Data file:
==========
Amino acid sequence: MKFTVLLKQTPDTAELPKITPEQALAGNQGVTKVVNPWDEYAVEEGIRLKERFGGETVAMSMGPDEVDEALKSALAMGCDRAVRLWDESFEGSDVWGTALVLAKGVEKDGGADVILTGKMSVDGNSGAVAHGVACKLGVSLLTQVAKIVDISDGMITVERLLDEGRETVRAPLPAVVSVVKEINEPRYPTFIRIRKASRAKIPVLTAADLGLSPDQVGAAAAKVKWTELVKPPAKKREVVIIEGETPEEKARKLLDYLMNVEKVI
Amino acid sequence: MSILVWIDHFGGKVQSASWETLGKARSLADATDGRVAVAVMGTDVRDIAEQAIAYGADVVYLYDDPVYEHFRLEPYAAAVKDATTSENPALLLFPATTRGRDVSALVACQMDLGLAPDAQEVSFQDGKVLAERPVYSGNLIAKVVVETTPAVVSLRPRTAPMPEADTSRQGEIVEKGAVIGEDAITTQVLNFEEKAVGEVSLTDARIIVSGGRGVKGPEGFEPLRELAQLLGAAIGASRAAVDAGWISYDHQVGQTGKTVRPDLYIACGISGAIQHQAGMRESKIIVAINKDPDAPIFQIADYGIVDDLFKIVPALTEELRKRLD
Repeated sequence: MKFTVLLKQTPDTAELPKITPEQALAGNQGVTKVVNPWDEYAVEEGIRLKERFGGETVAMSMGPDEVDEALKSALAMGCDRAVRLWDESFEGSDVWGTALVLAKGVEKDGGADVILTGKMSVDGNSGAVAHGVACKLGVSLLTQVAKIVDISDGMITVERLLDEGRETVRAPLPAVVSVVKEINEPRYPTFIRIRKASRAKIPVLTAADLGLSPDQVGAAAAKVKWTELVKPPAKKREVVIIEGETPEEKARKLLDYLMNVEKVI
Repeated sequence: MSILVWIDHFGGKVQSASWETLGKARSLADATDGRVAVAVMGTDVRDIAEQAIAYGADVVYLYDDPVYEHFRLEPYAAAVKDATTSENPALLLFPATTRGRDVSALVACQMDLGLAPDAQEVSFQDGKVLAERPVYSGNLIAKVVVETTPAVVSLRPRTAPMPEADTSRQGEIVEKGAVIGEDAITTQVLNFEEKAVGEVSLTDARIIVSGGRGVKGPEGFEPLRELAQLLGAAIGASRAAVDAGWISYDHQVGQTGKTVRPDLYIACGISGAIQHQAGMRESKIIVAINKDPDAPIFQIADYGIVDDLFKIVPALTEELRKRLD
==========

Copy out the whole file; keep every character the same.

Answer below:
Amino acid sequence: MKFTVLLKQTPDTAELPKITPEQALAGNQGVTKVVNPWDEYAVEEGIRLKERFGGETVAMSMGPDEVDEALKSALAMGCDRAVRLWDESFEGSDVWGTALVLAKGVEKDGGADVILTGKMSVDGNSGAVAHGVACKLGVSLLTQVAKIVDISDGMITVERLLDEGRETVRAPLPAVVSVVKEINEPRYPTFIRIRKASRAKIPVLTAADLGLSPDQVGAAAAKVKWTELVKPPAKKREVVIIEGETPEEKARKLLDYLMNVEKVI
Amino acid sequence: MSILVWIDHFGGKVQSASWETLGKARSLADATDGRVAVAVMGTDVRDIAEQAIAYGADVVYLYDDPVYEHFRLEPYAAAVKDATTSENPALLLFPATTRGRDVSALVACQMDLGLAPDAQEVSFQDGKVLAERPVYSGNLIAKVVVETTPAVVSLRPRTAPMPEADTSRQGEIVEKGAVIGEDAITTQVLNFEEKAVGEVSLTDARIIVSGGRGVKGPEGFEPLRELAQLLGAAIGASRAAVDAGWISYDHQVGQTGKTVRPDLYIACGISGAIQHQAGMRESKIIVAINKDPDAPIFQIADYGIVDDLFKIVPALTEELRKRLD
Repeated sequence: MKFTVLLKQTPDTAELPKITPEQALAGNQGVTKVVNPWDEYAVEEGIRLKERFGGETVAMSMGPDEVDEALKSALAMGCDRAVRLWDESFEGSDVWGTALVLAKGVEKDGGADVILTGKMSVDGNSGAVAHGVACKLGVSLLTQVAKIVDISDGMITVERLLDEGRETVRAPLPAVVSVVKEINEPRYPTFIRIRKASRAKIPVLTAADLGLSPDQVGAAAAKVKWTELVKPPAKKREVVIIEGETPEEKARKLLDYLMNVEKVI
Repeated sequence: MSILVWIDHFGGKVQSASWETLGKARSLADATDGRVAVAVMGTDVRDIAEQAIAYGADVVYLYDDPVYEHFRLEPYAAAVKDATTSENPALLLFPATTRGRDVSALVACQMDLGLAPDAQEVSFQDGKVLAERPVYSGNLIAKVVVETTPAVVSLRPRTAPMPEADTSRQGEIVEKGAVIGEDAITTQVLNFEEKAVGEVSLTDARIIVSGGRGVKGPEGFEPLRELAQLLGAAIGASRAAVDAGWISYDHQVGQTGKTVRPDLYIACGISGAIQHQAGMRESKIIVAINKDPDAPIFQIADYGIVDDLFKIVPALTEELRKRLD